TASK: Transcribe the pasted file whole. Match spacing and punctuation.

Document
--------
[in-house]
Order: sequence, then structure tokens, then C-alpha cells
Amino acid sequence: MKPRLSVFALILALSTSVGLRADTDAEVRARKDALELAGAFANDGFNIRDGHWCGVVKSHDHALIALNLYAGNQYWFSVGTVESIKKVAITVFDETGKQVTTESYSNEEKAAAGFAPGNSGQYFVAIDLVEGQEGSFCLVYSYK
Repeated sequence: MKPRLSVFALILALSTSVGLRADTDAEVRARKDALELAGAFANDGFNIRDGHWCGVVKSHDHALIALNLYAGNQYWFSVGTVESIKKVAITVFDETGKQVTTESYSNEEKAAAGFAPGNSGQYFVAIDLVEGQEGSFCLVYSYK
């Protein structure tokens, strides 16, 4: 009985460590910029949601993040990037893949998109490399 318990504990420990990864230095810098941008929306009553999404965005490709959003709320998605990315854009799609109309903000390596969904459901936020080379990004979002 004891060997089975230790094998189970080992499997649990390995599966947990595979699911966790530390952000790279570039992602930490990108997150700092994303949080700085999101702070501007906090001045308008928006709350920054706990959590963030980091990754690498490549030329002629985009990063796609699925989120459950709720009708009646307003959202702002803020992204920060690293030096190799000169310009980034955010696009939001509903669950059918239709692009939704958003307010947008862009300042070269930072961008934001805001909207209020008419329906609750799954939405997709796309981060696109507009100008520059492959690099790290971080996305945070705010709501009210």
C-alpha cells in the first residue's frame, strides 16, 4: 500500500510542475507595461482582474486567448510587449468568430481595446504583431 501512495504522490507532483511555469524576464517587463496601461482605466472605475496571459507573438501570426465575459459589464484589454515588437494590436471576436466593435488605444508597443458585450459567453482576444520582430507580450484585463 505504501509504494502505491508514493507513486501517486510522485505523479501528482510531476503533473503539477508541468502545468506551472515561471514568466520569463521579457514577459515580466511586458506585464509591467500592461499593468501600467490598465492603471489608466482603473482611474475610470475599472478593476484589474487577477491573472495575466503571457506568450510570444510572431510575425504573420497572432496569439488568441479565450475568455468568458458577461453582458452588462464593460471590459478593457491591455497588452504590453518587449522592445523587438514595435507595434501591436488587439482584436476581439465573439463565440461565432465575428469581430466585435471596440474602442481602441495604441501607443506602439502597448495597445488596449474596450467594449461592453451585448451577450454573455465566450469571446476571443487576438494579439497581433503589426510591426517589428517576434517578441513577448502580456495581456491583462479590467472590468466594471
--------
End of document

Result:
[in-house]
Order: sequence, then structure tokens, then C-alpha cells
Amino acid sequence: MKPRLSVFALILALSTSVGLRADTDAEVRARKDALELAGAFANDGFNIRDGHWCGVVKSHDHALIALNLYAGNQYWFSVGTVESIKKVAITVFDETGKQVTTESYSNEEKAAAGFAPGNSGQYFVAIDLVEGQEGSFCLVYSYK
Repeated sequence: MKPRLSVFALILALSTSVGLRADTDAEVRARKDALELAGAFANDGFNIRDGHWCGVVKSHDHALIALNLYAGNQYWFSVGTVESIKKVAITVFDETGKQVTTESYSNEEKAAAGFAPGNSGQYFVAIDLVEGQEGSFCLVYSYK
């Protein structure tokens, strides 16, 4: 009985460590910029949601993040990037893949998109490399 318990504990420990990864230095810098941008929306009553999404965005490709959003709320998605990315854009799609109309903000390596969904459901936020080379990004979002 004891060997089975230790094998189970080992499997649990390995599966947990595979699911966790530390952000790279570039992602930490990108997150700092994303949080700085999101702070501007906090001045308008928006709350920054706990959590963030980091990754690498490549030329002629985009990063796609699925989120459950709720009708009646307003959202702002803020992204920060690293030096190799000169310009980034955010696009939001509903669950059918239709692009939704958003307010947008862009300042070269930072961008934001805001909207209020008419329906609750799954939405997709796309981060696109507009100008520059492959690099790290971080996305945070705010709501009210």
C-alpha cells in the first residue's frame, strides 16, 4: 500500500510542475507595461482582474486567448510587449468568430481595446504583431 501512495504522490507532483511555469524576464517587463496601461482605466472605475496571459507573438501570426465575459459589464484589454515588437494590436471576436466593435488605444508597443458585450459567453482576444520582430507580450484585463 505504501509504494502505491508514493507513486501517486510522485505523479501528482510531476503533473503539477508541468502545468506551472515561471514568466520569463521579457514577459515580466511586458506585464509591467500592461499593468501600467490598465492603471489608466482603473482611474475610470475599472478593476484589474487577477491573472495575466503571457506568450510570444510572431510575425504573420497572432496569439488568441479565450475568455468568458458577461453582458452588462464593460471590459478593457491591455497588452504590453518587449522592445523587438514595435507595434501591436488587439482584436476581439465573439463565440461565432465575428469581430466585435471596440474602442481602441495604441501607443506602439502597448495597445488596449474596450467594449461592453451585448451577450454573455465566450469571446476571443487576438494579439497581433503589426510591426517589428517576434517578441513577448502580456495581456491583462479590467472590468466594471